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Posted By Fair Cadora, APC

San Diego is in close proximity to several military bases, including Point Loma and Camp Pendleton, meaning many San Diego residents have connections to the military or are active service members. Maintaining a family while serving your country can be a very difficult situation to balance, and unfortunately some cannot live up to the task, resulting in a couple wishing to divorce.

Much like their civilian counterparts, the process for a military divorce involves determining things such as child custody, asset division, spousal support, child support and more, however the military also has their own protocol that must be followed. Let’s examine a few of the differences.

Serving Notice to an Active Military Spouse

Serving your spouse notice of a divorce is slightly different. Because military family members move around so much, you must personally serve them a summons and a copy of the divorce action in order for California to have the jurisdiction. In uncontested cases, you may not have to serve your spouse, so long as they file a waiver acknowledging they are aware of the divorce process or have counsel either retained or appointed by the court.


As stated, military families move around a lot and are often transferred to different stations. In order to be eligible in California, you and your spouse must reside there, or you must currently be stationed there.

Property Division

Dividing property during a divorce is slightly different due to the Uniformed Services Former Spouses Protection Act. This is essentially a legally-mandated way of calculating the division of military retirement benefits during a divorce, usually requiring a direct payment of retiree pay to their former spouse.

Child Support

California military divorces forbid any awards for child support and spousal support to be more than 60% of a military member’s pay and allowances. The amounts are determined using the usual schedules and worksheets, but also keep in mind this strict limit.

If you or your spouse are actively serving in our military at either Point Loma or Camp Pendleton and need assistance with a divorce case, speak with a skilled San Diego divorce attorney from Fair Cadora, APC. Trust your case to a legal representative that has been Board Certified in Family Law by the California State Board of Legal Specialization.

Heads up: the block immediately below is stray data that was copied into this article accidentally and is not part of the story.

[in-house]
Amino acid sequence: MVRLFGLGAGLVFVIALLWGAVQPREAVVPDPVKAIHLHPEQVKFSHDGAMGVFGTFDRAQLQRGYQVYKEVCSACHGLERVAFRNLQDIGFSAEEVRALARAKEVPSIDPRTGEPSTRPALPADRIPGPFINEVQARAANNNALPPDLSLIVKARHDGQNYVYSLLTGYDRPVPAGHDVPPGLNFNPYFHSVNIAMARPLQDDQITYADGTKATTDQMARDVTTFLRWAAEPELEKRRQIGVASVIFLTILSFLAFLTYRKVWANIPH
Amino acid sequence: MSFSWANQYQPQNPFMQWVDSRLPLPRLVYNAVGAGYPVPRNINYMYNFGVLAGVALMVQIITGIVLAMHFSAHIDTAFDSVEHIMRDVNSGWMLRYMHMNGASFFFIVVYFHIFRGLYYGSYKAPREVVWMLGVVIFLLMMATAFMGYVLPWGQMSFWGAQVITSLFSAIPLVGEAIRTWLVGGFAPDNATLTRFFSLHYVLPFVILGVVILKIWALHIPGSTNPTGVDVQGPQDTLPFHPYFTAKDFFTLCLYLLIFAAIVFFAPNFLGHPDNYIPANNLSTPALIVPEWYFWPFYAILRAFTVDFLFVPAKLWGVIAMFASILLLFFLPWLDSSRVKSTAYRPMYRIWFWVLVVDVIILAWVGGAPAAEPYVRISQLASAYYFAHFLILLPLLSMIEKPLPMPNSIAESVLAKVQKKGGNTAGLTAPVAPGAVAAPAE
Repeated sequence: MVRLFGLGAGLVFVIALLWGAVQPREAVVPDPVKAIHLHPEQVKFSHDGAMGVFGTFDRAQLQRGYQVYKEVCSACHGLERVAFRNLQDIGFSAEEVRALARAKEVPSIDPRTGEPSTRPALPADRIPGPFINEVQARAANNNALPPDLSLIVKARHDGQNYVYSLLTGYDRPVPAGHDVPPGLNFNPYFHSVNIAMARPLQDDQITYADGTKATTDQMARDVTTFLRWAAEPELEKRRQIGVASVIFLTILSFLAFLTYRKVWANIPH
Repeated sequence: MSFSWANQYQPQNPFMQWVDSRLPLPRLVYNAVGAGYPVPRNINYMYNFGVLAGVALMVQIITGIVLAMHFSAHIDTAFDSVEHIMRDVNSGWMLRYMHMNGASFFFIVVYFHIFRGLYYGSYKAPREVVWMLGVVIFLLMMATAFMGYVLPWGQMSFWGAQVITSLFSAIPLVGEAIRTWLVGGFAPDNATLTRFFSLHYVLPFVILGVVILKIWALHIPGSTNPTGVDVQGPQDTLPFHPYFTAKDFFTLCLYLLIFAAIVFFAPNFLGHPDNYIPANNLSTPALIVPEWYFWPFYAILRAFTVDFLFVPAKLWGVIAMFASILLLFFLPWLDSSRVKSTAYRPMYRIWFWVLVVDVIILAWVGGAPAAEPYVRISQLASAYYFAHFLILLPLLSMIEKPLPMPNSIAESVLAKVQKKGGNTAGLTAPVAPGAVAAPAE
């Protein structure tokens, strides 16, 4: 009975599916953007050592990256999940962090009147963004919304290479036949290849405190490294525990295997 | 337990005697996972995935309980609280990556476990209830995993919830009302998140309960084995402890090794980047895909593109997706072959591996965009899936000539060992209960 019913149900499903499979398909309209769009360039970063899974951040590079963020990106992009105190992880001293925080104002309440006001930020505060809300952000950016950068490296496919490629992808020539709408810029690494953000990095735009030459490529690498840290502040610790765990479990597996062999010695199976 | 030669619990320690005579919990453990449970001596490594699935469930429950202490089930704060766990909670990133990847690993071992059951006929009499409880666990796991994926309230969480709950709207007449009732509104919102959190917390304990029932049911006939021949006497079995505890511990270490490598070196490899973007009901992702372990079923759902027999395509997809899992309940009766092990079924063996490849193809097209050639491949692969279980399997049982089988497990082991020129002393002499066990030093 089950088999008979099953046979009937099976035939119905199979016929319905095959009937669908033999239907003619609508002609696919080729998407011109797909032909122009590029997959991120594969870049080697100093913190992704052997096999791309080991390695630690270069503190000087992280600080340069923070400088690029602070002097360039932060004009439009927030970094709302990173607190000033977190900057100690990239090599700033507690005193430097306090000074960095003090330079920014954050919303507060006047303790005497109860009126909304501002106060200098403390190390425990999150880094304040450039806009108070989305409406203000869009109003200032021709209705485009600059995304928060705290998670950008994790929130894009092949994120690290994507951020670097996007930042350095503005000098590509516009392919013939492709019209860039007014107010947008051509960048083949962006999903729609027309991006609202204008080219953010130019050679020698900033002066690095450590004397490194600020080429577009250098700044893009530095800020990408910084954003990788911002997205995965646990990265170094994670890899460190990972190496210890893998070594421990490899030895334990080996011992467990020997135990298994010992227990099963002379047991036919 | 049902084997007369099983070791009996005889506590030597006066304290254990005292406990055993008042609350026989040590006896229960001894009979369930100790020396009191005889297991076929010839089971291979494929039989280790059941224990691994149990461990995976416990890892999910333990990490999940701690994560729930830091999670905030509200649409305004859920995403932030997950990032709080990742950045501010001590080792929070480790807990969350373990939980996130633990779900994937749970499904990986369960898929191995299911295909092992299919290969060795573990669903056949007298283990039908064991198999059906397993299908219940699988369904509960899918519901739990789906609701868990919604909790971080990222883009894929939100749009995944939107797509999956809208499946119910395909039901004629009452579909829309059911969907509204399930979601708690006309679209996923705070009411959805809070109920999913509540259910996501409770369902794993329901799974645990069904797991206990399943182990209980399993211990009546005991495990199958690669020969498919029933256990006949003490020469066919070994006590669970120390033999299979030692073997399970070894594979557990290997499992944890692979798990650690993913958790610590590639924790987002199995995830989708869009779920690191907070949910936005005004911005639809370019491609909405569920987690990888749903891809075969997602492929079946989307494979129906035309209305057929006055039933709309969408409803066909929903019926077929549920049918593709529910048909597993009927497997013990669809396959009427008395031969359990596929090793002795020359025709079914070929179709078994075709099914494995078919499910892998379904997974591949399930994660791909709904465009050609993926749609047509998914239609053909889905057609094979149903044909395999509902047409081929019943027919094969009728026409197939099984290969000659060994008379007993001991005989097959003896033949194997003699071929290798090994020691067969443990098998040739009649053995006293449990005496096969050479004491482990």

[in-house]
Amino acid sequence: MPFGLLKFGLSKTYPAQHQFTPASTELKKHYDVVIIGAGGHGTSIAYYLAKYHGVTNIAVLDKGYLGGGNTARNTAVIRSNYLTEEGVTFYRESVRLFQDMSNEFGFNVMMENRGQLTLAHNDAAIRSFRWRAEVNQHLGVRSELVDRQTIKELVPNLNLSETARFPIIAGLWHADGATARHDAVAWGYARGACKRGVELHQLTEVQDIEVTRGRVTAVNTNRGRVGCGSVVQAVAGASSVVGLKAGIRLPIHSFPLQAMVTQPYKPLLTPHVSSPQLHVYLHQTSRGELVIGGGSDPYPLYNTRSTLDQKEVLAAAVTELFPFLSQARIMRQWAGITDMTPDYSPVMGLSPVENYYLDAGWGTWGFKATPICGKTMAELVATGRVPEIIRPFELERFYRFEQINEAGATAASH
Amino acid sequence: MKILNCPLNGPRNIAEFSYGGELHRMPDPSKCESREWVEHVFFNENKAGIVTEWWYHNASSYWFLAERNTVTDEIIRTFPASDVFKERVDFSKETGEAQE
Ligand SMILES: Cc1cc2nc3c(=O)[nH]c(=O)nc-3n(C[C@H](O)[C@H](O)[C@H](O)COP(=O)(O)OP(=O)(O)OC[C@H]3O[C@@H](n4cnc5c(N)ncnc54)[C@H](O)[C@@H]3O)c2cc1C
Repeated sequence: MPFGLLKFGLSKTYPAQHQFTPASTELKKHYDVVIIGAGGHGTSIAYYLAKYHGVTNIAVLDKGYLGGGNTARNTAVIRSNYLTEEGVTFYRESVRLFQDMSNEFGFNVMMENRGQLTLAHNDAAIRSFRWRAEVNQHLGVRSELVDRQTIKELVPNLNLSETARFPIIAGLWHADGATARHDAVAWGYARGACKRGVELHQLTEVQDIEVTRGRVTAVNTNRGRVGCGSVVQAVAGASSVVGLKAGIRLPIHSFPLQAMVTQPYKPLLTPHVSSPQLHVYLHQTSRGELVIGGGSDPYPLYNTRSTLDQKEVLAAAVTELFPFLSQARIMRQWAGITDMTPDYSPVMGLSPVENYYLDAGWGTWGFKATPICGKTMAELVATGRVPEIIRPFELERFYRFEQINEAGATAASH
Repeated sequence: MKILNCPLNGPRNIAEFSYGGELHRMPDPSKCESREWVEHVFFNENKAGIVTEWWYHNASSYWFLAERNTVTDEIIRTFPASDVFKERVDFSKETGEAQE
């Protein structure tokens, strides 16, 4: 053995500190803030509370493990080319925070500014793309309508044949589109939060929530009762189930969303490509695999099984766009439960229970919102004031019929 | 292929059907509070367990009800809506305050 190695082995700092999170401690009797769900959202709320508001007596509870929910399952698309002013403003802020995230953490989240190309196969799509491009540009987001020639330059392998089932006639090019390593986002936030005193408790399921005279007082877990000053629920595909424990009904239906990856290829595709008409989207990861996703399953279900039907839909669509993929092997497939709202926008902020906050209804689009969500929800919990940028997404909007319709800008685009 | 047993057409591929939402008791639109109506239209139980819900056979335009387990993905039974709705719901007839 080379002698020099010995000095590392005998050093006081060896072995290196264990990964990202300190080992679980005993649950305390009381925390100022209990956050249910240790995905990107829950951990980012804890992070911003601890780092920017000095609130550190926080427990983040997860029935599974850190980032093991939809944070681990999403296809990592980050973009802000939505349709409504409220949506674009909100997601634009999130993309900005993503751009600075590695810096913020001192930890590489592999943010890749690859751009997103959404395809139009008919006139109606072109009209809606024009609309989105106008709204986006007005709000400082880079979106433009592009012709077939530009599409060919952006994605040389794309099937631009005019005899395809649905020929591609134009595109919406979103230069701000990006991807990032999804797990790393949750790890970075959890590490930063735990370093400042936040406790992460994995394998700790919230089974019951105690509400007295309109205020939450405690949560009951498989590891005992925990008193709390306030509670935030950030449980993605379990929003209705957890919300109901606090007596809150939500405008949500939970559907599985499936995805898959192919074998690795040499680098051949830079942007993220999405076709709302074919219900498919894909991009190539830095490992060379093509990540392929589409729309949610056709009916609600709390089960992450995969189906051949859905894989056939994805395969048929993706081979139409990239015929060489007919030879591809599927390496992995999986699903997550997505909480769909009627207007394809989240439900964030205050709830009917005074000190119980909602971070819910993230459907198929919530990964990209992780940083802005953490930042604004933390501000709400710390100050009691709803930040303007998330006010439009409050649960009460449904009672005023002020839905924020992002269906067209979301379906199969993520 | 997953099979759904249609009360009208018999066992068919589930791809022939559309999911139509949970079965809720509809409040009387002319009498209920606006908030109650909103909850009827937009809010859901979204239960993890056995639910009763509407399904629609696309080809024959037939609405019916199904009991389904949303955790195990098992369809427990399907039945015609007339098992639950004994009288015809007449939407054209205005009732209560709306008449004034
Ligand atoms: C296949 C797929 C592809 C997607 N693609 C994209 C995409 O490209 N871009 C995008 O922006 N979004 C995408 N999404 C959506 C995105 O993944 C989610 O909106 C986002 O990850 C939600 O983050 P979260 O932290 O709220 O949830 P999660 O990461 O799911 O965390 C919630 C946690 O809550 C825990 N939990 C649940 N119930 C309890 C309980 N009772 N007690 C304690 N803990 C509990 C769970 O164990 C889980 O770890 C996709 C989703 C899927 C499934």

Please call the firm today to schedule a consultation to discuss your options.

Posted By Fair Cadora, APC

When going through a divorce with children, the child custody and visitation negotiations can be some of the most difficult parts of a divorce to agree on, which means the court usually has to get involved. Many people are confused as to what the court takes into account when awarding child custody, and they come to us with a number of questions. Here are a few of the more common ones and some generalized answers.

Do courts automatically prefer mothers?
It used to be true that courts tended to side more frequently with a child’s mother in a divorce and child custody case. However, in recent years this has since changed and both spouses are now required by law to be given equal consideration for child custody. It’s important to note that this is only true if a child’s parents are married. If they are not, a father must establish legal paternity in order to maintain his claim to visitation and custody rights.

Can my child choose which parent they want to live with?
It is not uncommon for a judge to take the testimony of a more mature child into account when making a custody decision. However, this is not the only factor; if the parent the child chooses will clearly be worse for their well-being, they may choose to go with a different parent anyway. For example, if one parent has a documented history of abuse or alcoholism, the court most likely will choose not to award them custody, even if a mature child requests it.

What are different types of custody?
There are two different types of custody: physical custody and legal custody. Physical custody is which parent has the responsibility for physical care of the child, while legal custody is the ability to make decisions regarding important factors, such as where children go to school, what kind of healthcare they will receive, and what kind of religion they will be taught (if any).

What if I have to move after getting a divorce?
This isn’t unheard of; sometimes people get a new job in a new place or need to move to be closer to family after a divorce. If you have full custody in both the physical and legal sense, you will likely be able to relocate without issue. However, if you are sharing custody, you will likely need to petition the court to allow your relocation with the children. If the other parent contests this, it is strongly advised you seek counsel from an attorney.

At Fair Cadora, APC, our counsel has provided guidance for those going through the divorce process. Our San Diego family attorneys know the stress and difficulties a divorce case can bring, which is why we strive to provide all of our clients with compassionate and reliable representation. Attorney Lauren Fair has been named a Board Certified Family Law Specialist by the California Board of Legal Specialization.

Please call the firm today to schedule a consultation to discuss your options.

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